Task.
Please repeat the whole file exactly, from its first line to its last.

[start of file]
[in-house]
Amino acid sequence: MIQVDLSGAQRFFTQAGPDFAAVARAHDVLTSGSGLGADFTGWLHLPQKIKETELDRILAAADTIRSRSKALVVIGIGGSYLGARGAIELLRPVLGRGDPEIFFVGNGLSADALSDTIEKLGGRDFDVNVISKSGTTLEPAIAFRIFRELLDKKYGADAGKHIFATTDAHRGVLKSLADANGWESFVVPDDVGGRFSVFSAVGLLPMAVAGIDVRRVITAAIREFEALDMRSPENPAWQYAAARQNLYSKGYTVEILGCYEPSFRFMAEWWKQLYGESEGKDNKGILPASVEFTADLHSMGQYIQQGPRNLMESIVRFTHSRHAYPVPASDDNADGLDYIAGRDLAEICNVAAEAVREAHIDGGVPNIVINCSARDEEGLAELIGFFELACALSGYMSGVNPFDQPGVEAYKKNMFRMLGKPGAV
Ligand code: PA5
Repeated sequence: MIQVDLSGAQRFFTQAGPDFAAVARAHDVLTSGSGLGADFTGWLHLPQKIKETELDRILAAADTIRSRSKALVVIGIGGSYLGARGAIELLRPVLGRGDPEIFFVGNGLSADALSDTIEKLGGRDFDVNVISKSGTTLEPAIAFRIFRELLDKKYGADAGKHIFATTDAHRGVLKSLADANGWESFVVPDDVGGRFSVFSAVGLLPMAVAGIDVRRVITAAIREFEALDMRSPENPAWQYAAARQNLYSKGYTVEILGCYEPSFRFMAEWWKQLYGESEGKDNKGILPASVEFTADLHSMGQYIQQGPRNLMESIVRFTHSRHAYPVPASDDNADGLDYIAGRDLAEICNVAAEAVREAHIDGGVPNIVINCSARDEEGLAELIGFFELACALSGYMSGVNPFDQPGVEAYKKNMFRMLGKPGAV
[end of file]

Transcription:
[in-house]
Amino acid sequence: MIQVDLSGAQRFFTQAGPDFAAVARAHDVLTSGSGLGADFTGWLHLPQKIKETELDRILAAADTIRSRSKALVVIGIGGSYLGARGAIELLRPVLGRGDPEIFFVGNGLSADALSDTIEKLGGRDFDVNVISKSGTTLEPAIAFRIFRELLDKKYGADAGKHIFATTDAHRGVLKSLADANGWESFVVPDDVGGRFSVFSAVGLLPMAVAGIDVRRVITAAIREFEALDMRSPENPAWQYAAARQNLYSKGYTVEILGCYEPSFRFMAEWWKQLYGESEGKDNKGILPASVEFTADLHSMGQYIQQGPRNLMESIVRFTHSRHAYPVPASDDNADGLDYIAGRDLAEICNVAAEAVREAHIDGGVPNIVINCSARDEEGLAELIGFFELACALSGYMSGVNPFDQPGVEAYKKNMFRMLGKPGAV
Ligand code: PA5
Repeated sequence: MIQVDLSGAQRFFTQAGPDFAAVARAHDVLTSGSGLGADFTGWLHLPQKIKETELDRILAAADTIRSRSKALVVIGIGGSYLGARGAIELLRPVLGRGDPEIFFVGNGLSADALSDTIEKLGGRDFDVNVISKSGTTLEPAIAFRIFRELLDKKYGADAGKHIFATTDAHRGVLKSLADANGWESFVVPDDVGGRFSVFSAVGLLPMAVAGIDVRRVITAAIREFEALDMRSPENPAWQYAAARQNLYSKGYTVEILGCYEPSFRFMAEWWKQLYGESEGKDNKGILPASVEFTADLHSMGQYIQQGPRNLMESIVRFTHSRHAYPVPASDDNADGLDYIAGRDLAEICNVAAEAVREAHIDGGVPNIVINCSARDEEGLAELIGFFELACALSGYMSGVNPFDQPGVEAYKKNMFRMLGKPGAV